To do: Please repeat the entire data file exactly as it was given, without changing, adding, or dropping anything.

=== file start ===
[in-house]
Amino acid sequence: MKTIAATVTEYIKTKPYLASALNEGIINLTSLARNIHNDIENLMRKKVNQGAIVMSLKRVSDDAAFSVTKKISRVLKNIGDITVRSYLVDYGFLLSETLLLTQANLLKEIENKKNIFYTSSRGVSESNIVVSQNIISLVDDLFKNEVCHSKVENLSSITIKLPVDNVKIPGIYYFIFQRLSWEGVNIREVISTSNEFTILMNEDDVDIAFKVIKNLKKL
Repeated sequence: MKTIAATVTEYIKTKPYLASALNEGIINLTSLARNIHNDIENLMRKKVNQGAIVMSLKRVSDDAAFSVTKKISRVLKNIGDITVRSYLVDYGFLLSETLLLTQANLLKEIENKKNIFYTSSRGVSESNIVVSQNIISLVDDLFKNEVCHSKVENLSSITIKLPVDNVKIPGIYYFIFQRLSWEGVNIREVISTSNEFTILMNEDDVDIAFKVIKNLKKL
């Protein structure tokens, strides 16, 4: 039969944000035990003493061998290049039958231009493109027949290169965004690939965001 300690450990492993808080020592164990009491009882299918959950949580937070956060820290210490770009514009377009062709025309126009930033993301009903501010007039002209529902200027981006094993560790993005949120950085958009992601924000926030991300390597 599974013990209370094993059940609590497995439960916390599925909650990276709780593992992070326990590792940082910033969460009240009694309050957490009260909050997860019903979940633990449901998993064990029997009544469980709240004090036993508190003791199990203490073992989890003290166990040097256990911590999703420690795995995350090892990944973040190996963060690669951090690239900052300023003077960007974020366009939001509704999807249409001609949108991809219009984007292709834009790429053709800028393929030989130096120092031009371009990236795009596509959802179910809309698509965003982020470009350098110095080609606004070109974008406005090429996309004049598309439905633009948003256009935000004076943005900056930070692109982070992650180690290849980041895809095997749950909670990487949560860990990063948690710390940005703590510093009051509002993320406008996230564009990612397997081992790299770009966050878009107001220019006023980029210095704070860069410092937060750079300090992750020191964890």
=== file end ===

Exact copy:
[in-house]
Amino acid sequence: MKTIAATVTEYIKTKPYLASALNEGIINLTSLARNIHNDIENLMRKKVNQGAIVMSLKRVSDDAAFSVTKKISRVLKNIGDITVRSYLVDYGFLLSETLLLTQANLLKEIENKKNIFYTSSRGVSESNIVVSQNIISLVDDLFKNEVCHSKVENLSSITIKLPVDNVKIPGIYYFIFQRLSWEGVNIREVISTSNEFTILMNEDDVDIAFKVIKNLKKL
Repeated sequence: MKTIAATVTEYIKTKPYLASALNEGIINLTSLARNIHNDIENLMRKKVNQGAIVMSLKRVSDDAAFSVTKKISRVLKNIGDITVRSYLVDYGFLLSETLLLTQANLLKEIENKKNIFYTSSRGVSESNIVVSQNIISLVDDLFKNEVCHSKVENLSSITIKLPVDNVKIPGIYYFIFQRLSWEGVNIREVISTSNEFTILMNEDDVDIAFKVIKNLKKL
């Protein structure tokens, strides 16, 4: 039969944000035990003493061998290049039958231009493109027949290169965004690939965001 300690450990492993808080020592164990009491009882299918959950949580937070956060820290210490770009514009377009062709025309126009930033993301009903501010007039002209529902200027981006094993560790993005949120950085958009992601924000926030991300390597 599974013990209370094993059940609590497995439960916390599925909650990276709780593992992070326990590792940082910033969460009240009694309050957490009260909050997860019903979940633990449901998993064990029997009544469980709240004090036993508190003791199990203490073992989890003290166990040097256990911590999703420690795995995350090892990944973040190996963060690669951090690239900052300023003077960007974020366009939001509704999807249409001609949108991809219009984007292709834009790429053709800028393929030989130096120092031009371009990236795009596509959802179910809309698509965003982020470009350098110095080609606004070109974008406005090429996309004049598309439905633009948003256009935000004076943005900056930070692109982070992650180690290849980041895809095997749950909670990487949560860990990063948690710390940005703590510093009051509002993320406008996230564009990612397997081992790299770009966050878009107001220019006023980029210095704070860069410092937060750079300090992750020191964890």